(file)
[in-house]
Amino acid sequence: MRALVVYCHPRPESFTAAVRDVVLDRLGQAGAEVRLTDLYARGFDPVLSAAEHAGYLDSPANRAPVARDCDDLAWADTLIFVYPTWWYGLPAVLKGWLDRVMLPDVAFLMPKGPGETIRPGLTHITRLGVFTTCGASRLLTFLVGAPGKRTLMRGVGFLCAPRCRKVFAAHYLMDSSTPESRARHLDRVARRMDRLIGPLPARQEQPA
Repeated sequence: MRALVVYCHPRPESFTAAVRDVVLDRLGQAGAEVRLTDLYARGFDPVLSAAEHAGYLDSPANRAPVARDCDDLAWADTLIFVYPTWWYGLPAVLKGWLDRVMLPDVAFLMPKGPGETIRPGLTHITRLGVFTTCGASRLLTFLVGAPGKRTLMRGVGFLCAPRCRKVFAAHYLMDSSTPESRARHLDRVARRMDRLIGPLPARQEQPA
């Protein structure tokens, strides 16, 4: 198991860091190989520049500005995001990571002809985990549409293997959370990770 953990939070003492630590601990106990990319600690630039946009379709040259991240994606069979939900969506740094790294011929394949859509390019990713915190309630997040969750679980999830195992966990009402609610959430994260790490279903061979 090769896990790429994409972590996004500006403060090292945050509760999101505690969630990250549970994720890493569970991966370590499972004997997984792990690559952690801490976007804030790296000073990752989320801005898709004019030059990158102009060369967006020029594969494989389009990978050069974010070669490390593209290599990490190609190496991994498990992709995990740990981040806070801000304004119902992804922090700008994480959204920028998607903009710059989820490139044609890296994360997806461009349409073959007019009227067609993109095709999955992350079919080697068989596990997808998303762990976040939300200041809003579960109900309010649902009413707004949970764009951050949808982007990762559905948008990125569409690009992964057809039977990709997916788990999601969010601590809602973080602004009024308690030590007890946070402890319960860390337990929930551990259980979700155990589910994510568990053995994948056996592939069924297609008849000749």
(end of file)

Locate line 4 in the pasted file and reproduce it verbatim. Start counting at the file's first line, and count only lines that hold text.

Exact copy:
């Protein structure tokens, strides 16, 4: 198991860091190989520049500005995001990571002809985990549409293997959370990770 953990939070003492630590601990106990990319600690630039946009379709040259991240994606069979939900969506740094790294011929394949859509390019990713915190309630997040969750679980999830195992966990009402609610959430994260790490279903061979 090769896990790429994409972590996004500006403060090292945050509760999101505690969630990250549970994720890493569970991966370590499972004997997984792990690559952690801490976007804030790296000073990752989320801005898709004019030059990158102009060369967006020029594969494989389009990978050069974010070669490390593209290599990490190609190496991994498990992709995990740990981040806070801000304004119902992804922090700008994480959204920028998607903009710059989820490139044609890296994360997806461009349409073959007019009227067609993109095709999955992350079919080697068989596990997808998303762990976040939300200041809003579960109900309010649902009413707004949970764009951050949808982007990762559905948008990125569409690009992964057809039977990709997916788990999601969010601590809602973080602004009024308690030590007890946070402890319960860390337990929930551990259980979700155990589910994510568990053995994948056996592939069924297609008849000749």